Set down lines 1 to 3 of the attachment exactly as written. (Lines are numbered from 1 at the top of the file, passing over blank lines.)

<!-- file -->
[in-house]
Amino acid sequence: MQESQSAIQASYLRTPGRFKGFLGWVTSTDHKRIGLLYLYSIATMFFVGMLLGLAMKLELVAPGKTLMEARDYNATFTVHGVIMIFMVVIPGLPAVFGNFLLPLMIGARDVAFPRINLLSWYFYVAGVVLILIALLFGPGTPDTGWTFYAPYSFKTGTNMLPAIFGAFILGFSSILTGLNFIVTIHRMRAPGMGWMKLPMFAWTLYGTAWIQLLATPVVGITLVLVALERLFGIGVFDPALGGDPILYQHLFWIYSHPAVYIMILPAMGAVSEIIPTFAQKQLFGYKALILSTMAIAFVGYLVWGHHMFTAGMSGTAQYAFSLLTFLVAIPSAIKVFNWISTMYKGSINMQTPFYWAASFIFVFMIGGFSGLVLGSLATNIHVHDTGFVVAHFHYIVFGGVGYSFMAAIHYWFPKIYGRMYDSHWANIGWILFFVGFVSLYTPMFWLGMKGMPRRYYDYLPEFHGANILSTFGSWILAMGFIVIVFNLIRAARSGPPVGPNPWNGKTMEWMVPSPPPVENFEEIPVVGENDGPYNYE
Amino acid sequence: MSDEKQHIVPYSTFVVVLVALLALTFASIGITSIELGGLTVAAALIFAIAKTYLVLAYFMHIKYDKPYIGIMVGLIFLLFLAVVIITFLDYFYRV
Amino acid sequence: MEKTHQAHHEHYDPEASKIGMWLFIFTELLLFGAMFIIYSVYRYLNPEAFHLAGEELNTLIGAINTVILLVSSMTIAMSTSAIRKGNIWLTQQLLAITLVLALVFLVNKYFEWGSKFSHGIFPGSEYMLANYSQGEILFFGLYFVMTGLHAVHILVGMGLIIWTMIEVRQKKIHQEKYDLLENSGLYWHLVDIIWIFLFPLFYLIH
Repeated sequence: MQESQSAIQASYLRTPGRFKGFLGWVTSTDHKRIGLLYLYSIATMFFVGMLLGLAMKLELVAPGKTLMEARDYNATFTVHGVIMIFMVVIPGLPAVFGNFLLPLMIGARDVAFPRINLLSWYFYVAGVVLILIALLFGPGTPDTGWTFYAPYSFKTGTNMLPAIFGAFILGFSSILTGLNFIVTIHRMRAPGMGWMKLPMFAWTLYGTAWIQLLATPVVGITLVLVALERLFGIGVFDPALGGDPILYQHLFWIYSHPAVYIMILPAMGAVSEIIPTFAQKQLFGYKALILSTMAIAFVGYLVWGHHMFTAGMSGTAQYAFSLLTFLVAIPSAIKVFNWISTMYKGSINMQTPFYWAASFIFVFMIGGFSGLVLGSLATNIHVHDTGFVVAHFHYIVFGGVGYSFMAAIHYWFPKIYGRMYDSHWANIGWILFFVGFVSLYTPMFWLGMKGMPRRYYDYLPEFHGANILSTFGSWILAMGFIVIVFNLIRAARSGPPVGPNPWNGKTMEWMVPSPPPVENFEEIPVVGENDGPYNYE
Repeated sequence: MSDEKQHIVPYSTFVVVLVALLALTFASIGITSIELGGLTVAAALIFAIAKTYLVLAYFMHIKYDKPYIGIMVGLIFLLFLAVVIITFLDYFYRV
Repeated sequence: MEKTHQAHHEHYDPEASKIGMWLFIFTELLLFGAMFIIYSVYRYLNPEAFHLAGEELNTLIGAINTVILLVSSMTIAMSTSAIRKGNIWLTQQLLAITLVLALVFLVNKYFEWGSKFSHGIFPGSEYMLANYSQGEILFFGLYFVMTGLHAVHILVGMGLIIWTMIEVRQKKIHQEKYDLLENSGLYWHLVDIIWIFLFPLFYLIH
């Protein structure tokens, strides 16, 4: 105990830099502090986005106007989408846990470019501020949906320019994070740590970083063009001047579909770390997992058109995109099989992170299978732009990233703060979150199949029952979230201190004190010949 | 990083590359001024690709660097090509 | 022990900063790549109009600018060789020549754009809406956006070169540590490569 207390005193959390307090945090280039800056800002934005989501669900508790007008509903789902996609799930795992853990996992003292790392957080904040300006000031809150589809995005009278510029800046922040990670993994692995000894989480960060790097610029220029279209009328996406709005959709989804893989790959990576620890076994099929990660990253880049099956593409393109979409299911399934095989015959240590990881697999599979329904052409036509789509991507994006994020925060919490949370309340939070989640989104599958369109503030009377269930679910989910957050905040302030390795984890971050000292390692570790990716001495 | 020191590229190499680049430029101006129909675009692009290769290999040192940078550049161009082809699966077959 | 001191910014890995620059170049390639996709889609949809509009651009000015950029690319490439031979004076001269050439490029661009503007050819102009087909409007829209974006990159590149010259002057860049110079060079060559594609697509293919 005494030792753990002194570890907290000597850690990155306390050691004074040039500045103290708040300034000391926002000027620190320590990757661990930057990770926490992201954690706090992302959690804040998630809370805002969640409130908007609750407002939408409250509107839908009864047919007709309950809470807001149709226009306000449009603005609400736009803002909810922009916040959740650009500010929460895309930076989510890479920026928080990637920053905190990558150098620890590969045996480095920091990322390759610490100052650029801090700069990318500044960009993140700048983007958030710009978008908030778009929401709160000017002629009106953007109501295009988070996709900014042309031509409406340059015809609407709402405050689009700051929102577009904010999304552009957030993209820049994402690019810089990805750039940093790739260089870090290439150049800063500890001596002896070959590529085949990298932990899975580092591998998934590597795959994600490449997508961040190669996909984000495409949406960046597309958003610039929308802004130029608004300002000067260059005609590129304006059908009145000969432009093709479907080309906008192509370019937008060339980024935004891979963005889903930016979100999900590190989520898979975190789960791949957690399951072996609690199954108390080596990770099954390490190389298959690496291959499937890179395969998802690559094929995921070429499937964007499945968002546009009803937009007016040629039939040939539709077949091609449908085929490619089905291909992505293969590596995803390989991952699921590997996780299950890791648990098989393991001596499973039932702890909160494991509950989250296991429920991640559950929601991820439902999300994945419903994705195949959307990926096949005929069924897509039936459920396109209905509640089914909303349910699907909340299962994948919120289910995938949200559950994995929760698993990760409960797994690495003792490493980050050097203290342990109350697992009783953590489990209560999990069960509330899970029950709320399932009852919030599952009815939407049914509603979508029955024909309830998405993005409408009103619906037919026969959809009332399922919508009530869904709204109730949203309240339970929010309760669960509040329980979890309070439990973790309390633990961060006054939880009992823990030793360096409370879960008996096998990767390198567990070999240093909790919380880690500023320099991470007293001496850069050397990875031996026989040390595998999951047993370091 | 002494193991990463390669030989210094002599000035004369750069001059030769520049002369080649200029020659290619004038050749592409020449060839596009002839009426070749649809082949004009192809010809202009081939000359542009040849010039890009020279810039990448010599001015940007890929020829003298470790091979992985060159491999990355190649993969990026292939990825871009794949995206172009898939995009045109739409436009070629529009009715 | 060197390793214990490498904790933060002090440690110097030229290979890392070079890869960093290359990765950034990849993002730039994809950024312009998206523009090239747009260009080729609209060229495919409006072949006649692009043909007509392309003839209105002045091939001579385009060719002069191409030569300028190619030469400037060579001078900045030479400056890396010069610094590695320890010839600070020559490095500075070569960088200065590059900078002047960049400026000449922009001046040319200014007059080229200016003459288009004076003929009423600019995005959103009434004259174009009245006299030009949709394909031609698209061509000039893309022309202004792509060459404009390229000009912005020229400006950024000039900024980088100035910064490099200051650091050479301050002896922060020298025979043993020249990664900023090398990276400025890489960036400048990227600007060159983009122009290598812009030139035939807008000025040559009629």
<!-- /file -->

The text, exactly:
[in-house]
Amino acid sequence: MQESQSAIQASYLRTPGRFKGFLGWVTSTDHKRIGLLYLYSIATMFFVGMLLGLAMKLELVAPGKTLMEARDYNATFTVHGVIMIFMVVIPGLPAVFGNFLLPLMIGARDVAFPRINLLSWYFYVAGVVLILIALLFGPGTPDTGWTFYAPYSFKTGTNMLPAIFGAFILGFSSILTGLNFIVTIHRMRAPGMGWMKLPMFAWTLYGTAWIQLLATPVVGITLVLVALERLFGIGVFDPALGGDPILYQHLFWIYSHPAVYIMILPAMGAVSEIIPTFAQKQLFGYKALILSTMAIAFVGYLVWGHHMFTAGMSGTAQYAFSLLTFLVAIPSAIKVFNWISTMYKGSINMQTPFYWAASFIFVFMIGGFSGLVLGSLATNIHVHDTGFVVAHFHYIVFGGVGYSFMAAIHYWFPKIYGRMYDSHWANIGWILFFVGFVSLYTPMFWLGMKGMPRRYYDYLPEFHGANILSTFGSWILAMGFIVIVFNLIRAARSGPPVGPNPWNGKTMEWMVPSPPPVENFEEIPVVGENDGPYNYE
Amino acid sequence: MSDEKQHIVPYSTFVVVLVALLALTFASIGITSIELGGLTVAAALIFAIAKTYLVLAYFMHIKYDKPYIGIMVGLIFLLFLAVVIITFLDYFYRV